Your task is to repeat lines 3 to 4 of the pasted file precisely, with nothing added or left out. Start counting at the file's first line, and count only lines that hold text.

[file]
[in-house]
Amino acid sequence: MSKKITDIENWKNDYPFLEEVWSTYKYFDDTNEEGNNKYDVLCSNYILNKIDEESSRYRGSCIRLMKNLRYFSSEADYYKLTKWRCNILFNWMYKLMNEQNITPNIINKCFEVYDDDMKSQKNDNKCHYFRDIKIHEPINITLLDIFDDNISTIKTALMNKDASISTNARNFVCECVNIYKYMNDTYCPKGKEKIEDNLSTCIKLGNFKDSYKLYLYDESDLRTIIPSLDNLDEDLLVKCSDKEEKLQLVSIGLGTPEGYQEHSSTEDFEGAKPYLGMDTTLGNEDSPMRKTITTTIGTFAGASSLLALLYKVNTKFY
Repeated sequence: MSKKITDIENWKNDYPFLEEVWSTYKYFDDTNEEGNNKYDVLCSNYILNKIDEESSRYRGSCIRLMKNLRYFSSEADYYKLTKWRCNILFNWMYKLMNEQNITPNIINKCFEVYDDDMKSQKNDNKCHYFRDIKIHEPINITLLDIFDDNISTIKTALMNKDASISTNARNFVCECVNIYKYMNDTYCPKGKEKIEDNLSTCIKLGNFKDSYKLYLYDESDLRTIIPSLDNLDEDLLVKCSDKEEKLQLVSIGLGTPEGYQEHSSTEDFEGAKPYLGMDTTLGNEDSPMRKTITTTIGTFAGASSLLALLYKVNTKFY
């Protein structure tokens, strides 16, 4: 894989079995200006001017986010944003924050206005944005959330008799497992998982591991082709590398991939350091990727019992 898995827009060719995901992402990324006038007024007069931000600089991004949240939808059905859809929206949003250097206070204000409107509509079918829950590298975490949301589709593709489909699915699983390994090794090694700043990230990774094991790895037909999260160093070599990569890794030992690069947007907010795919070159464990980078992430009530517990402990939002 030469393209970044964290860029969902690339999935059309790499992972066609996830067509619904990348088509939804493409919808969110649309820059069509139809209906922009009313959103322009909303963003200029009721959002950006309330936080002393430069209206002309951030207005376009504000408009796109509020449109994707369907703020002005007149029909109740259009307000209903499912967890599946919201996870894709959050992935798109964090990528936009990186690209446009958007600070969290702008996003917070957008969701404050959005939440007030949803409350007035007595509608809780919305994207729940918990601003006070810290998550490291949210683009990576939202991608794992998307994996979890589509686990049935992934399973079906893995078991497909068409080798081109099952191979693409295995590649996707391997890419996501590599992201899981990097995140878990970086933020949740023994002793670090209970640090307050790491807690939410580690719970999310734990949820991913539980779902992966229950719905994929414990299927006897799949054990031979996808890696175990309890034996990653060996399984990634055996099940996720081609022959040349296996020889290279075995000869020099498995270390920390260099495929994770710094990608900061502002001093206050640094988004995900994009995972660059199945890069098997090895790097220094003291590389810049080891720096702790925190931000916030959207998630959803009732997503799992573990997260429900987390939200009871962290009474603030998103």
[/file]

Repeated sequence: MSKKITDIENWKNDYPFLEEVWSTYKYFDDTNEEGNNKYDVLCSNYILNKIDEESSRYRGSCIRLMKNLRYFSSEADYYKLTKWRCNILFNWMYKLMNEQNITPNIINKCFEVYDDDMKSQKNDNKCHYFRDIKIHEPINITLLDIFDDNISTIKTALMNKDASISTNARNFVCECVNIYKYMNDTYCPKGKEKIEDNLSTCIKLGNFKDSYKLYLYDESDLRTIIPSLDNLDEDLLVKCSDKEEKLQLVSIGLGTPEGYQEHSSTEDFEGAKPYLGMDTTLGNEDSPMRKTITTTIGTFAGASSLLALLYKVNTKFY
């Protein structure tokens, strides 16, 4: 894989079995200006001017986010944003924050206005944005959330008799497992998982591991082709590398991939350091990727019992 898995827009060719995901992402990324006038007024007069931000600089991004949240939808059905859809929206949003250097206070204000409107509509079918829950590298975490949301589709593709489909699915699983390994090794090694700043990230990774094991790895037909999260160093070599990569890794030992690069947007907010795919070159464990980078992430009530517990402990939002 030469393209970044964290860029969902690339999935059309790499992972066609996830067509619904990348088509939804493409919808969110649309820059069509139809209906922009009313959103322009909303963003200029009721959002950006309330936080002393430069209206002309951030207005376009504000408009796109509020449109994707369907703020002005007149029909109740259009307000209903499912967890599946919201996870894709959050992935798109964090990528936009990186690209446009958007600070969290702008996003917070957008969701404050959005939440007030949803409350007035007595509608809780919305994207729940918990601003006070810290998550490291949210683009990576939202991608794992998307994996979890589509686990049935992934399973079906893995078991497909068409080798081109099952191979693409295995590649996707391997890419996501590599992201899981990097995140878990970086933020949740023994002793670090209970640090307050790491807690939410580690719970999310734990949820991913539980779902992966229950719905994929414990299927006897799949054990031979996808890696175990309890034996990653060996399984990634055996099940996720081609022959040349296996020889290279075995000869020099498995270390920390260099495929994770710094990608900061502002001093206050640094988004995900994009995972660059199945890069098997090895790097220094003291590389810049080891720096702790925190931000916030959207998630959803009732997503799992573990997260429900987390939200009871962290009474603030998103």